OBJECTIVE: The initiation of antiretroviral therapy (ART) during primary infection may offer clinical benefits for HIV-infected individuals by reducing HIV DNA reservoir size and chronic T-cell activation. Current evidence for the advantages of early ART, however, are mostly derived from cross-sectional studies, with the long-term benefits yet to be ascertained.
DESIGN/METHODS: We conducted an open-label, nonrandomized study, monitoring for 3 years: plasma viral load (pVL), T-cell phenotypes, and peripheral CD4(+) T-cell associated total, integrated and 2-long terminal repeat HIV DNA species. The study included 16 treatment-naive individuals initiating ART with raltegravir and Truvada during either primary (PHI, n = 8) or chronic (CHI, n = 8) HIV infection.
RESULTS: ART initiated during PHI compared with CHI generated significant reductions of peripheral CD4(+) T-cell HIV DNA reservoirs that were sustained for 3 years of therapy. Median log10 HIV DNA copies/10(6) CD4(+) T cells at the final visit: total; CHI = 3.23 > PHI = 2.72, P < 0.01; integrated; CHI = 2.64 > PHI = 1.77, P < 0.01. Similar trends were observed for pVL, however, did not reach significance: log10 HIV RNA copies/ml plasma at the final visit: CHI = 1.3 ≥ PHI = 0.39, P = 0.08. Both cohorts displayed similar and elevated levels of CD38/HLA-DR coexpression on CD4(+) and CD8(+) T cells relative to uninfected healthy controls.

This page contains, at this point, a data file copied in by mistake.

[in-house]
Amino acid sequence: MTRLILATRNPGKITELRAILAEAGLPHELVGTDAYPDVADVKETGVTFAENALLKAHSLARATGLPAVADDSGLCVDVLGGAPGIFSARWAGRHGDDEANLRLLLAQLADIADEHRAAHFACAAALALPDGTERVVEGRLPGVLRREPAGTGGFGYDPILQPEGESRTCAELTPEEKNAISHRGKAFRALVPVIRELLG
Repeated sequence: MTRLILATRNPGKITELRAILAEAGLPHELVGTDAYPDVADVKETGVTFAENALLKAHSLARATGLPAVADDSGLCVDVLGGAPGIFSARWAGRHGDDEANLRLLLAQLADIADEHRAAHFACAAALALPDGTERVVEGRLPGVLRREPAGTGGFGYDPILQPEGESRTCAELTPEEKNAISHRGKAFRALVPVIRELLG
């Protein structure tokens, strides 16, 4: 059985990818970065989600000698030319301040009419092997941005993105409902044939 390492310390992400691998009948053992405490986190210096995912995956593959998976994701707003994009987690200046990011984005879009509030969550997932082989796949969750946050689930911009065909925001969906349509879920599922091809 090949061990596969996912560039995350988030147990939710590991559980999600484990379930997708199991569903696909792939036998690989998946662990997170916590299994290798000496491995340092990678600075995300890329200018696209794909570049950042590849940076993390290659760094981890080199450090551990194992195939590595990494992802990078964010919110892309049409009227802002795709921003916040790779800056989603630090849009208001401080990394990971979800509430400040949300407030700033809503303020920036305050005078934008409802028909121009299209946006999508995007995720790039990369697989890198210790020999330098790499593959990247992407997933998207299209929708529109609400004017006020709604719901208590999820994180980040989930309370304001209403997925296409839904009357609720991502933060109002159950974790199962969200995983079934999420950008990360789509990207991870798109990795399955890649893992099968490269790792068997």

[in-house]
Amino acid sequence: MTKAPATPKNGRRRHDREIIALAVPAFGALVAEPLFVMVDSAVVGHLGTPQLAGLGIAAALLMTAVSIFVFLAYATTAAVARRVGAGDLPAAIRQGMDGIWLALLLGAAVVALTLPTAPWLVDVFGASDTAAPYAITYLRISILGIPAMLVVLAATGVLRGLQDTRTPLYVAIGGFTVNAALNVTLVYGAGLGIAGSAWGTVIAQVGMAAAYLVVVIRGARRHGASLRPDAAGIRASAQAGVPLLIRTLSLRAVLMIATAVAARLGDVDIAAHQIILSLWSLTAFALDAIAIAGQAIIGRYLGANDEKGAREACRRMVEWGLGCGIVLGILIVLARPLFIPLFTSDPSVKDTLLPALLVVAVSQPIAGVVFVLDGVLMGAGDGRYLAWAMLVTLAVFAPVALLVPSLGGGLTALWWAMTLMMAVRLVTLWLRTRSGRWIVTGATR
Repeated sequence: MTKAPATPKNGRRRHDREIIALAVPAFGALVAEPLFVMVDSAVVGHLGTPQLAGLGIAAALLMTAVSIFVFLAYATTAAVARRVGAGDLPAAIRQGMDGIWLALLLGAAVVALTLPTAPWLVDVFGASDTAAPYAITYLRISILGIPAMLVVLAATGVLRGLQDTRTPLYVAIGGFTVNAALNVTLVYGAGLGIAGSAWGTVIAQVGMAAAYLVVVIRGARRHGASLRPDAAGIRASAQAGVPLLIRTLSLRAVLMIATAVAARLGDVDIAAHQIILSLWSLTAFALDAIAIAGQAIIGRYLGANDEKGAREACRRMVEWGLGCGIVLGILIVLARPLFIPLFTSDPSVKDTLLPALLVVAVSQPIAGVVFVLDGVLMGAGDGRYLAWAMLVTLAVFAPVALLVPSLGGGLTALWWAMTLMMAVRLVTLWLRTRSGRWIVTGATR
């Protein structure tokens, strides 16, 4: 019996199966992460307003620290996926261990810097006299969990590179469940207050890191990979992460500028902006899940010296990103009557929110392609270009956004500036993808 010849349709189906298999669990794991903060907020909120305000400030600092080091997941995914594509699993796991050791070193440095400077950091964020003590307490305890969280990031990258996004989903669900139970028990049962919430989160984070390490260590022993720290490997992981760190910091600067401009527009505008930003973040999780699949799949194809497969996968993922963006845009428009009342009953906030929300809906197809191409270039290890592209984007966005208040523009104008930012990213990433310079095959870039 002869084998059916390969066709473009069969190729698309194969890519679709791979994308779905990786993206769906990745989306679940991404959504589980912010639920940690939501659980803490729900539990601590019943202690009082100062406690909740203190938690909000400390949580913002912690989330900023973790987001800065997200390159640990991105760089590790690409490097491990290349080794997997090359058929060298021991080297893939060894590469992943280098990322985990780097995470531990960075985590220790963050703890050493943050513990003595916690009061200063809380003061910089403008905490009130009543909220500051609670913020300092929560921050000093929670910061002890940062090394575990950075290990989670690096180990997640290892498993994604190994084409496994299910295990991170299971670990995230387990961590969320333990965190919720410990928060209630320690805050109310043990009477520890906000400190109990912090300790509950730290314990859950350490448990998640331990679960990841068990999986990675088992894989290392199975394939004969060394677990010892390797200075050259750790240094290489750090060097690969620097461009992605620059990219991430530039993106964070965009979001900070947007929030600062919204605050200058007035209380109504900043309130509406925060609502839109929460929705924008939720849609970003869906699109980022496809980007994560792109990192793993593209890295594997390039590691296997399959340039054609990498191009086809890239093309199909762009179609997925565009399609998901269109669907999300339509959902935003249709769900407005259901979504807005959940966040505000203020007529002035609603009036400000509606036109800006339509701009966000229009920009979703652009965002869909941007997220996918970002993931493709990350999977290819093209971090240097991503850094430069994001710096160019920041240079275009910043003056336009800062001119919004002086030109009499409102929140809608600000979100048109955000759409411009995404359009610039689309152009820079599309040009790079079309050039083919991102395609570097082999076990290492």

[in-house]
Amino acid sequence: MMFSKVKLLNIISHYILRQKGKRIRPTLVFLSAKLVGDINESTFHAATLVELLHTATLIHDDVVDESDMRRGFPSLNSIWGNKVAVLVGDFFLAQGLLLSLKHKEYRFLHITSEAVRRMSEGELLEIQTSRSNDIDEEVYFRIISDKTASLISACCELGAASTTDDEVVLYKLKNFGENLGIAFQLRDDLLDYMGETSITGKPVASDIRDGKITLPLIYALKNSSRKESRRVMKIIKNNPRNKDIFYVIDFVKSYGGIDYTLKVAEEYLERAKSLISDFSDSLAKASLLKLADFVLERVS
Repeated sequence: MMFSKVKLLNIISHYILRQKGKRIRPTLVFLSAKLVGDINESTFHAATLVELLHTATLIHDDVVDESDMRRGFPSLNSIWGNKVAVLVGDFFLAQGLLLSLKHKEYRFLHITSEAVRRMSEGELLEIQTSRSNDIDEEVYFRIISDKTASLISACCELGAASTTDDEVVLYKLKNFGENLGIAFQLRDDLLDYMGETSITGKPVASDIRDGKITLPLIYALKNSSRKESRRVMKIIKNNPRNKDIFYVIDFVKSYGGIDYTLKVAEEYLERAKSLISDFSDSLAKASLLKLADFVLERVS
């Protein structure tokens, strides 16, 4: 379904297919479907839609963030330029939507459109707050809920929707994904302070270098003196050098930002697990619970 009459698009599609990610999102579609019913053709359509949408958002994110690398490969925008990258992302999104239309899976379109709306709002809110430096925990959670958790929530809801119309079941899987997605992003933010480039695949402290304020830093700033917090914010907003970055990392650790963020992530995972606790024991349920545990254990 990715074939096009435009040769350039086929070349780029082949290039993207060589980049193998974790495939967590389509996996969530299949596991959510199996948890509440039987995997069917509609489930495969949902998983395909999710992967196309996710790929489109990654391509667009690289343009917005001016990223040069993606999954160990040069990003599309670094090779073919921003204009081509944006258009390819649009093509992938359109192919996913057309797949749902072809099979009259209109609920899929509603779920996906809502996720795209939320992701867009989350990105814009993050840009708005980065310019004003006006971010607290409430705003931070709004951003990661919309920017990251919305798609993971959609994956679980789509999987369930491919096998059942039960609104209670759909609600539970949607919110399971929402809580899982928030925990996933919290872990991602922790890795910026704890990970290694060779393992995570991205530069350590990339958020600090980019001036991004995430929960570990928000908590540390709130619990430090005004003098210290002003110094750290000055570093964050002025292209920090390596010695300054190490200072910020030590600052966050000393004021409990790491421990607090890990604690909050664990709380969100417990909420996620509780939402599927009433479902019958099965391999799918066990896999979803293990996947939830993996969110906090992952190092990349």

CONCLUSION: The reduction in HIV DNA reservoirs generated by the early initiation of ART was sustained for 3 years of therapy. Although the PHI cohort trended to lower levels of pVL, and pVL was associated with CD8(+) T-cell activation, no differences in T-cell activation were observed between the PHI and CHI groups.